There are also the Apocryphal Acts of the Apostles, and they are considered vital historical documents (via The Journal of Theological Studies). However, the Council of Nicea did not choose to include these texts in the canonical New Testament (via "New Testament Apocrypha" and Eusebius' writings in "Ecclesiastical History").

There are many theories about the identity of Theophilus

Like the Gospel of Luke, the Acts of the Apostles begins (via Biblia by Faithlife) by addressing someone named Theophilus. Who is Theophilus? Historians don't have a definitive answer. The name Theophilus comes from the Greek word "theophilos," meaning "loved by God" or "friend of God" (per Bible Info).

In the Gospel of Luke, the author addresses them as "most excellent Theophilus" (Luke 1:1-4), so some have theorized Theophilus was a prominent figure or perhaps a Roman official. In "A New Theophilus," one scholar went so far as to create persona profiles for the figure's possible identities.

According to The Biblical Archaeologist's "New Greek and Coptic Gospel Manuscripts," the Ethiopian (or Coptic) church tradition says Theophilus was a Jew living in Alexandria, Egypt. Others think "Theophilus" may have simply been a manner of addressing all readers, since the name literally translates to mean "friend of God."

The Acts of the Apostles' focus on evangelism is unique

The Acts of the Apostles recounts numerous conversions, including a mass conversion of Jews, and three missionary journeys (via "The Theology of the Acts of the Apostles"). As noted in the account of Jesus' Ascension (Acts 1:8), Jesus' last words before ascending into heaven urge his followers to go preach to the world: "But you will receive power when the Holy Spirit comes upon you. And you will be my witnesses, telling people about me everywhere — in Jerusalem, throughout Judea, in Samaria, and to the ends of the earth."

The emphasis on evangelism, or "spreading the gospel," was perhaps the key thematic element unifying the Acts of the Apostles, and many scholars say the text itself was written to provide a narrative guide proselytizers could use when talking to potential converts. The Book of Acts addresses questions like the role of the Jewish law for non-Gentiles, as well as recounting miracles or occurrences that were central to the early church, which would be more useful for those formulating a narrative script than any outsider attempting to study the church's relatively complex history, a view recounted by I. Howard Maxwell in "The Acts of the Apostles: An Introduction and Commentary."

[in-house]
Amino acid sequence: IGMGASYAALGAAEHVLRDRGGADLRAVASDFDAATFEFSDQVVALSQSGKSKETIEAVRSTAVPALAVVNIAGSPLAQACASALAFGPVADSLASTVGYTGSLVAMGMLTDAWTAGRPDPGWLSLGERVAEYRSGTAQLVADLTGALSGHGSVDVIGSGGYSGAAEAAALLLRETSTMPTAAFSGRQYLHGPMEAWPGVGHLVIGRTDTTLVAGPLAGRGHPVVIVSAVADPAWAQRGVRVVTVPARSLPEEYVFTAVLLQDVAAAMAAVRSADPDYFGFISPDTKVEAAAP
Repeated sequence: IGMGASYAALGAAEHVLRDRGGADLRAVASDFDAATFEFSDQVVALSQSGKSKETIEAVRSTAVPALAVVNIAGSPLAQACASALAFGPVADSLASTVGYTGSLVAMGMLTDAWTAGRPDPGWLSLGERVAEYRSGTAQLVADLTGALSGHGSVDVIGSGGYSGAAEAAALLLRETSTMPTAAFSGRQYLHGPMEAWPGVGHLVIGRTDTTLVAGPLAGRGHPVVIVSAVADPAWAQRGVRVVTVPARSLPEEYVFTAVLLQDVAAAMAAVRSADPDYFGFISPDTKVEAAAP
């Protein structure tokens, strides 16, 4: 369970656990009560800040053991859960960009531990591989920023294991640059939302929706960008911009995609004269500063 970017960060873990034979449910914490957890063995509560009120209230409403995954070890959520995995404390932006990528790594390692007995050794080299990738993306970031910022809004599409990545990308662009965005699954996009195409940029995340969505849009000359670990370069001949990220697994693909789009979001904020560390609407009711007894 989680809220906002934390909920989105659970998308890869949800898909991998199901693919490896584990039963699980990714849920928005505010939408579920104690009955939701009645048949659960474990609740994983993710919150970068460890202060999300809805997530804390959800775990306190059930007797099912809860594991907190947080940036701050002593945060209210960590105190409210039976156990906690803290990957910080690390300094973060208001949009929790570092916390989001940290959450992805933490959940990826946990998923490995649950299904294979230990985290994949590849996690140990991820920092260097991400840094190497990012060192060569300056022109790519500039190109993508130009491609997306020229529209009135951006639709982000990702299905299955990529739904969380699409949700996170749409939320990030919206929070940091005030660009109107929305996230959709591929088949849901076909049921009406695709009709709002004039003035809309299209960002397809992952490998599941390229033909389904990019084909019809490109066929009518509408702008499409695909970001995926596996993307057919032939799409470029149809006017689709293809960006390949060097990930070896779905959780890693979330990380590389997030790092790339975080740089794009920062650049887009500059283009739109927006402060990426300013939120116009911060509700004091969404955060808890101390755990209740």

It may have been written to 'rehabilitate' the Apostle Paul's image

The Acts of the Apostles depicts an internally harmonious early church, despite the fact that other New Testament writings, including the Epistle to the Galatians and the Second Letter to the Corinthians, indicate the early Christian church was rife with conflict — particularly between followers of the apostle Peter and followers of the apostle Paul (via "Essays on the Acts of the Apostles"). In fact, the Acts of the Apostles' portrait of a unified church with a singular doctrine is in such stark contradiction to other contemporary accounts that some scholars believe the author may have had political motives for writing it, as Carl R. Holladay notes in "A Critical Introduction to the New Testament." 

Ferdinand Baur, a 19th-century scholar, argued that Acts may have been written to "rehabilitate" the image of the apostle Paul. In "Paul: The Apostle of Jesus Christ, His Life and Works," he claims the author was advocating for a new kind of "unified orthodoxy," aligning the Pauline sects and the followers of Peter so they could form a strong, singular opposition to a group called the Marcionites (per "Marcion and Luke-Acts: A Defining Struggle"). (Marcion was a religious heretic.)

The Acts of the Apostles' anonymous authorship is not the only mystery of the text, but its depiction of the early church is a valuable source for unpacking all we don't know about early Christian history.